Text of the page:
Israel’s Mediterranean coast, hit with tons of tar, after a suspected oil leak out at sea, was still largely contaminated, especially in rocky areas, the Israel Nature and Parks Authority reported Monday afternoon.
Some black patches were also visible in the water close to the shore and were being investigated, said INPA Director Shaul Goldstein, who flew by helicopter along northern beaches together with the organization’s marine unit head, Yigal Ben-Ari.
The INPA estimated that a long period will be needed to clear the tar contamination from the beaches and the rocky areas, including the abrasion platforms that serve as habitats for many marine creatures.
These are areas of bedrock that extend out from the foot of a coastal cliff into shallow waters.
The tar on the sands is mainly in small coin-sized balls, complicating collection and disposal, Goldstein said, while larger lumps are till covering the rocks.
In an update on each of the affected beaches that fall within national parks and nature reserves, the INPA noted as follows:
“At Rosh Hanikra, in the far north of the country close to the Lebanese border, and at Achziv, Shikmona, Bat Galim and Habonim beaches further south, most of the sand is now rid of tar, but the rocks are still highly contaminated and need further, strenuous cleaning.
“At Tel Dor, Beit Yannai, and Gador, the situation is somewhat better, with both the sand and the rocks substantially cleaned up. At Hasharon Beach, most of the sand and rock is still contaminated, as it is at Palmachim, in central Israel.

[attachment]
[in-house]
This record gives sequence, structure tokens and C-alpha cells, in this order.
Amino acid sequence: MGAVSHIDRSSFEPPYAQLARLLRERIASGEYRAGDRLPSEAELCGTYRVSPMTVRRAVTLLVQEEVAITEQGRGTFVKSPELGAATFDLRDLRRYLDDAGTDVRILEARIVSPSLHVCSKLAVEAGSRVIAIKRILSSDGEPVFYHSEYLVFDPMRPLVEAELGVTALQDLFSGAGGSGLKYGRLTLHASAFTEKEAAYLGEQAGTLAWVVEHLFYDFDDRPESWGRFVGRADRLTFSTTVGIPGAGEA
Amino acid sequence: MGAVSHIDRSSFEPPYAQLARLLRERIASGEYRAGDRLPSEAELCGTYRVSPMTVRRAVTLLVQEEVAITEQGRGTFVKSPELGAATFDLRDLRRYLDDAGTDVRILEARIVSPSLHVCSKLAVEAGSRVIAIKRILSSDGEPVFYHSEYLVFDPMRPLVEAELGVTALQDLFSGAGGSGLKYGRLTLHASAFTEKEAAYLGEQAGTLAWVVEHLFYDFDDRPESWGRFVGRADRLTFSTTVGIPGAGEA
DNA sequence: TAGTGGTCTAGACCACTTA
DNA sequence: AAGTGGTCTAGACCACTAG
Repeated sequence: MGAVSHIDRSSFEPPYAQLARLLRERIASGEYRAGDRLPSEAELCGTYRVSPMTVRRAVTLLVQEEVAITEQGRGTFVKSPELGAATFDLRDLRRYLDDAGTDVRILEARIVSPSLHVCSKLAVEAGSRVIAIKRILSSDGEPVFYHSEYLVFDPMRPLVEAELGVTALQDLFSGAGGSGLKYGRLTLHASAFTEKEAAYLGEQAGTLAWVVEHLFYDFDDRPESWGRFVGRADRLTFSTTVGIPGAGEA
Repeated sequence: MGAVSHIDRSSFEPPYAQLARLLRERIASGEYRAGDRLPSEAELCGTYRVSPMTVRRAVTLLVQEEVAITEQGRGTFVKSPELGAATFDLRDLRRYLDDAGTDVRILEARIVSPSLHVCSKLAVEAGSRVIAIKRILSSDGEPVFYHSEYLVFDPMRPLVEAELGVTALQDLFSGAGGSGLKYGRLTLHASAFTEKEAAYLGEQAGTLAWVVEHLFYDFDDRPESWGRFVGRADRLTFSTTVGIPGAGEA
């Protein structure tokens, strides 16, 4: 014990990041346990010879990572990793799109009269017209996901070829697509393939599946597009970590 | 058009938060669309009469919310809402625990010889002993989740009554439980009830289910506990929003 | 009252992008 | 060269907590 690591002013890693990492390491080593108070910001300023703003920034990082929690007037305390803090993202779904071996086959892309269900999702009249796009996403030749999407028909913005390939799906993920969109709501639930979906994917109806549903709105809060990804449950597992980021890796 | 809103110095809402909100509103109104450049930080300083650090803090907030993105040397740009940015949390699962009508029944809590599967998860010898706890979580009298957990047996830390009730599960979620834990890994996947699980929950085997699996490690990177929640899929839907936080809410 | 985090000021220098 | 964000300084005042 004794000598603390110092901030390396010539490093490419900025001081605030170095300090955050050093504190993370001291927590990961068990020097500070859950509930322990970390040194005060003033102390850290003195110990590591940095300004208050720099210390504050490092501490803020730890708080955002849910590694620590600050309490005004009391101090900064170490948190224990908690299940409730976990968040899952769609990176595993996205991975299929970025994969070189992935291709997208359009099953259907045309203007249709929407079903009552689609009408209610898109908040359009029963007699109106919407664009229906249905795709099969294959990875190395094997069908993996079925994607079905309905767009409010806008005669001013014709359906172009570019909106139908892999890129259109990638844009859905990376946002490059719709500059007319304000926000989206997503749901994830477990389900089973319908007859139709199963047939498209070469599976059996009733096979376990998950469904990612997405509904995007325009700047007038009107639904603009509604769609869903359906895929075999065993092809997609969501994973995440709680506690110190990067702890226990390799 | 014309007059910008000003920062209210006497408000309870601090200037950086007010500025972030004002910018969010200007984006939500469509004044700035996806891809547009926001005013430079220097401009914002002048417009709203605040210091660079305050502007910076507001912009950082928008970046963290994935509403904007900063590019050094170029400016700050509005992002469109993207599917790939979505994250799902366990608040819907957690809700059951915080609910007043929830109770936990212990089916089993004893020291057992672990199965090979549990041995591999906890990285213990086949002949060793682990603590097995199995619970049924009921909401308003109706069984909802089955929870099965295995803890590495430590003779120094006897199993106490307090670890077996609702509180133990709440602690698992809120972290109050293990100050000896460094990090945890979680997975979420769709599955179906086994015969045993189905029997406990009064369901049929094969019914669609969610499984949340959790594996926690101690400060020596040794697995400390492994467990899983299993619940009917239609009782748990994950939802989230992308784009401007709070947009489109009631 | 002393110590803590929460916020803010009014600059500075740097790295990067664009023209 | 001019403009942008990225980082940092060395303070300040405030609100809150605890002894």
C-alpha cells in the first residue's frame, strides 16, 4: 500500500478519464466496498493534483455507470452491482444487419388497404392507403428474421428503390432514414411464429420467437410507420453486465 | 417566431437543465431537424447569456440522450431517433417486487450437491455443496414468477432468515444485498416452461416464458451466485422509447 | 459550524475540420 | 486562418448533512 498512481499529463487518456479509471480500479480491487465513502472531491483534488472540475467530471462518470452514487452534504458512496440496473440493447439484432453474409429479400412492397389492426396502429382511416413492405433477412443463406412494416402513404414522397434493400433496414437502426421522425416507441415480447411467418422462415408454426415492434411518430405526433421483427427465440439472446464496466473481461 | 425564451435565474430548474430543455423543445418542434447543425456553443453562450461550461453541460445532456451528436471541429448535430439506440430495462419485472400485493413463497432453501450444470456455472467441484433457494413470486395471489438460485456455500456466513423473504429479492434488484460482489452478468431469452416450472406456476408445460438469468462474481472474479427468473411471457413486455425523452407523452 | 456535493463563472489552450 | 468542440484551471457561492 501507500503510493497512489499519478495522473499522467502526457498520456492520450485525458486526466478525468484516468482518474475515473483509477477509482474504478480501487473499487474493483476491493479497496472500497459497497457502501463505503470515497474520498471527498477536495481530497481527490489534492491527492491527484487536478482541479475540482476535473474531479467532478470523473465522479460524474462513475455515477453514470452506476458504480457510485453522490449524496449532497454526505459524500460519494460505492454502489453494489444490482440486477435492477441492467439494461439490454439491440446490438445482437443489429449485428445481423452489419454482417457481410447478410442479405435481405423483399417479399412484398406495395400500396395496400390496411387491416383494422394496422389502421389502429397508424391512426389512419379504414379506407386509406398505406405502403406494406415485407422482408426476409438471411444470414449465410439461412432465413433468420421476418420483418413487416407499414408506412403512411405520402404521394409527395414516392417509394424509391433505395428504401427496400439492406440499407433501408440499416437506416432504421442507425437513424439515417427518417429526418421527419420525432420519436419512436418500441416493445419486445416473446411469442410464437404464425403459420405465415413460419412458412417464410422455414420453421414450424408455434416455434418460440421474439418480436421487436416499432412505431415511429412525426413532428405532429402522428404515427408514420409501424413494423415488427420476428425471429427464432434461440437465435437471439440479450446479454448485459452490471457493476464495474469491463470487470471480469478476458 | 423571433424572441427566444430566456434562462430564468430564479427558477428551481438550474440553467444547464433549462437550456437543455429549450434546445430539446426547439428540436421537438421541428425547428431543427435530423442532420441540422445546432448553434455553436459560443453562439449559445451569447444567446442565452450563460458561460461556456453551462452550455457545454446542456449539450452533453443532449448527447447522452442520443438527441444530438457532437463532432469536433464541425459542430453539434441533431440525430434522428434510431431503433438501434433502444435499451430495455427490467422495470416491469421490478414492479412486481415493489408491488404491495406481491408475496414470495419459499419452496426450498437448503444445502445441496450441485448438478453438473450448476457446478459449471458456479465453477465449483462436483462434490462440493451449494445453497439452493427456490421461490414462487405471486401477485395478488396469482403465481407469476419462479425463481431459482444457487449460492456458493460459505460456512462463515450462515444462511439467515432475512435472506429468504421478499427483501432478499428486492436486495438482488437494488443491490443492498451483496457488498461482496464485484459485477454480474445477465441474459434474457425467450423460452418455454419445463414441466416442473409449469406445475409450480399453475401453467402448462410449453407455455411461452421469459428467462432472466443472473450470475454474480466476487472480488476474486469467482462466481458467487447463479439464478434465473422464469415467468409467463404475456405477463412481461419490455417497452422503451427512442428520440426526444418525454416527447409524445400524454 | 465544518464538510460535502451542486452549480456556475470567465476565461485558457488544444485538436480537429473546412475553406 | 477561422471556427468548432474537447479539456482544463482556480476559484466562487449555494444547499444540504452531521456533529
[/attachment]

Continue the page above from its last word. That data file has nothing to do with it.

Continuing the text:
“In Ashkelon, on the southern coast, around half the beach has been cleaned, but at Nitzanim and Zikim, large expanses of sand are still polluted.”
On Monday, the INPA brought additional inspectors and other staff members to the affected beaches to undertake cleaning, alongside hundreds of volunteers and organized groups, including IDF soldiers. Thirteen stations offered information, guidance and equipment to volunteers, such as gloves, protectors to be worn over shoes and clothing, tools such as rakes and spades, and bags for collecting the tar.
The cause of the contamination — involving dozens of tons of tar spilled at sea — remains unclear and is under investigation.
Reports of the pollution first emerged on Thursday when a 17-meter dead baby fin whale washed up on Israel’s southern coast, along with other wildlife.
Volunteers who want to assist with the cleanup effort were asked to register online with the INPA.